Ecclesiastes 1:9

“The thing that hath been, it is that which shall be; and that which is done is that which shall be done: and there is no new thing under the sun.”

Odgers have announced, with a great fanfare, their shiny new idea of hiring out consultants to their clients, reflecting what is apparently known as the  ‘gig economy’. I have only had the pleasure of working through Odgers on one occasion, many years ago now, when they hired me out as a consultant to one of their clients.

I was originally taken on for a week, but only worked three days because the company was unexpectedly taken over. The CEO insisted on paying me in full anyway. So, Odgers, I heartily welcome this revolutionary and completely unprecedented venture of yours, especially if it works out anything like the last time that you did it.

“Twice and thrice over, as they say, good is it to repeat and review what is good.” – Plato

 

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In risu veritas

“Ful ofte in game a sooth I have herd saye!” – Chaucer

I have cracked the secret of productivity in this blog-writing lark. All one needs to do is continually draw a parallel between something that has happened recently and a previously published post. If there is some sort of connection – however tortuous – with an even more recent post, implying a plan or a theme to one’s writing, then so much the better. And so it is today; indeed I am going to drag in yesterday’s post, one fairly recent post and one from two years ago.

Before Christmas I briefly altered my policy of quoting from the great minds of the past and instead included the words of the fictional lead character in the funny but much over-repeated on British television ‘The Big Bang Theory’. Another tolerable US sitcom ‘Brooklyn Nine Nine’ started its new season in the UK last night. As I watched it with a cup of tea and a slice of homemade cherry and chocolate loaf cake (recipe available on request) it occurred to me that the plot was very familiar. It involved a new precinct captain issuing tablet computers to his staff, ostensibly for communication purposes, but really to allow him to exercise close control over them. A highly paid crack team of writers expertly exploited this idea for comedic and satiric effect.

But hadn’t I come across just such an example in real life and written about it as well, probably less funnily and certainly less well remunerated? Yes I had, and the proof is here. Reluctantly I shall not be consulting my lawyers. The real credit must go to the half-witted yet unaccountably prominent Yorkshire businessman who gave the presentation in the first place.

“Stupidity was as necessary as intelligence, and as difficult to attain.” – George Orwell, 1984

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The Old Etonian Stalinist

And I don’t mean Guy Burgess.

Czeslaw Milosz wrote in ‘The captive Mind’ that Eastern European intellectuals, reading 1984 in clandestine editions, were amazed to find that its author had never visited the Soviet Union. Among the insights that Orwell had was his understanding of how important the falsifying of statistics was to the regime:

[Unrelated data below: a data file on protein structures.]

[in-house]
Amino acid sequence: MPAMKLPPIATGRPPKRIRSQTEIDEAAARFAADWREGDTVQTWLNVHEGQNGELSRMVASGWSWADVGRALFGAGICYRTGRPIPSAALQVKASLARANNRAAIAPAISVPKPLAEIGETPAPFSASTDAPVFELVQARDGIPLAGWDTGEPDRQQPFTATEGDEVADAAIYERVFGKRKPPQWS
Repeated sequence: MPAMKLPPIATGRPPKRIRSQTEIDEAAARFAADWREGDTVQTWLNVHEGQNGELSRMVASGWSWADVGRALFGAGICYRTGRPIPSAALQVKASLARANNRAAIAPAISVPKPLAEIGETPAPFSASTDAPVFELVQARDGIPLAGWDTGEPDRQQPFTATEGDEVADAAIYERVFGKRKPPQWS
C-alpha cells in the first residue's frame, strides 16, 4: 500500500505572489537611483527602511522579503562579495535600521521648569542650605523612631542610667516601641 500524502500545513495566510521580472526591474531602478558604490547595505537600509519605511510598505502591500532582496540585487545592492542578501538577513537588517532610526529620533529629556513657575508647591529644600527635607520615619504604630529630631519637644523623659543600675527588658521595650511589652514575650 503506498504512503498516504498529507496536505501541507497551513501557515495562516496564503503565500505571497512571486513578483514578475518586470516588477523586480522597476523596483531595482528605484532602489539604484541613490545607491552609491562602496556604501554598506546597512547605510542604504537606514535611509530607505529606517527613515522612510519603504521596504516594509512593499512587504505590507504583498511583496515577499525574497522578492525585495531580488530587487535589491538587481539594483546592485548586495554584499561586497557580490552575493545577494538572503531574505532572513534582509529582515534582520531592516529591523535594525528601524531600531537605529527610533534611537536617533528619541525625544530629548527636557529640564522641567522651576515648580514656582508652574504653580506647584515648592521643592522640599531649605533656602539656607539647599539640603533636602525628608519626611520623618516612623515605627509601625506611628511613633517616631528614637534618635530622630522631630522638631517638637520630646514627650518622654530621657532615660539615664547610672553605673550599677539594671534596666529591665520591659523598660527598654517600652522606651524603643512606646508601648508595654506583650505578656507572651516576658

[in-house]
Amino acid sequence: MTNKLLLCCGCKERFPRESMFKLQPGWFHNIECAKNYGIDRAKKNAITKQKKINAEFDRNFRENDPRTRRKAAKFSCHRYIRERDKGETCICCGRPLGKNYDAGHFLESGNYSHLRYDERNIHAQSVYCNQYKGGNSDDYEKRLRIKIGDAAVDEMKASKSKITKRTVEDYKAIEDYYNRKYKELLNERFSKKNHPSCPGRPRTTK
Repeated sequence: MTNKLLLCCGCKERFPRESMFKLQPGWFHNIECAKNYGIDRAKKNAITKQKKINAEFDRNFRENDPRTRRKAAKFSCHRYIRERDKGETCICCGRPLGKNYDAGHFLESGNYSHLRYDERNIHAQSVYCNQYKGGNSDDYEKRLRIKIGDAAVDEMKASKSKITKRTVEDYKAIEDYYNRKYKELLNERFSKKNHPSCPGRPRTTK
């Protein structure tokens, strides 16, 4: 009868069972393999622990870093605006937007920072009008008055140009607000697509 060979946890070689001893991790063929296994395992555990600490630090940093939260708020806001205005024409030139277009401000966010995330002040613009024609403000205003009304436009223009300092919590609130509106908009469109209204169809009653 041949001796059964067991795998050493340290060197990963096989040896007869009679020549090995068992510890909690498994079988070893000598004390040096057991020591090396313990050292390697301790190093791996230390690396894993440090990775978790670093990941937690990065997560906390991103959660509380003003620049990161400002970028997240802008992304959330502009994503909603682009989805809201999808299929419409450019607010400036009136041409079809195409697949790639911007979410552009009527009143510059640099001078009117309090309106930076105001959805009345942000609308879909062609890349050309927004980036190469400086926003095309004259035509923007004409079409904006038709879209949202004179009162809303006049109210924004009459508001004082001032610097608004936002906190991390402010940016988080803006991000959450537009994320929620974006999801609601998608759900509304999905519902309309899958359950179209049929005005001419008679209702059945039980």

‘For example, the Ministry of Plenty’s forecast had estimated the output of boots for the quarter at one-hundred-and-forty-five million pairs. The actual output was given as sixty-two millions. Winston, however, in rewriting the forecast, marked the figure down to fifty-seven millions, so as to allow for the usual claim that the quota had been overfulfilled. In any case, sixty-two millions was no nearer the truth than fifty-seven millions, or than one-hundred-and-forty-five millions. Very likely no boots had been produced at all. Likelier still, nobody knew how many had been produced, much less cared. All one knew was that every quarter astronomical numbers of boots were produced on paper, while perhaps half the population of Oceania went barefoot. And so it was with every class of recorded fact, great or small.’

On Boxing Day, large parts of the centre of Leeds were under water. In 2011 the government of which David Cameron was head cancelled a flood protection scheme designed to stop that happening. Yesterday that same David Cameron, still Prime Minister, stood up in the House of Commons and flatly denied that any flood schemes had been cancelled since 2010. He will get away with it, because – as in Stalin’s Russia – the mass media have been corrupted and intimidated into quiescence.

Nikita Krushchev – a Russian peasant Stalinist – once said “Politicians are the same all over. They promise to build a bridge where there is no river”. Cameron – the old Etonian Stalinist – has updated this for the twenty first century: don’t build anything and the river will come to you.

 

“And if all others accepted the lie which the Party imposed—if all records told the same tale—then the lie passed into history and became truth. ‘Who controls the past’ ran the Party slogan, ‘controls the future: who controls the present controls the past.’ ” George Orwell, 1984

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Man Shall Not Live on Bread Alone

“Though we eat little flesh and drink no wine,
Yet let’s be merry; we’ll have tea and toast;”

– Percy Bysshe Shelley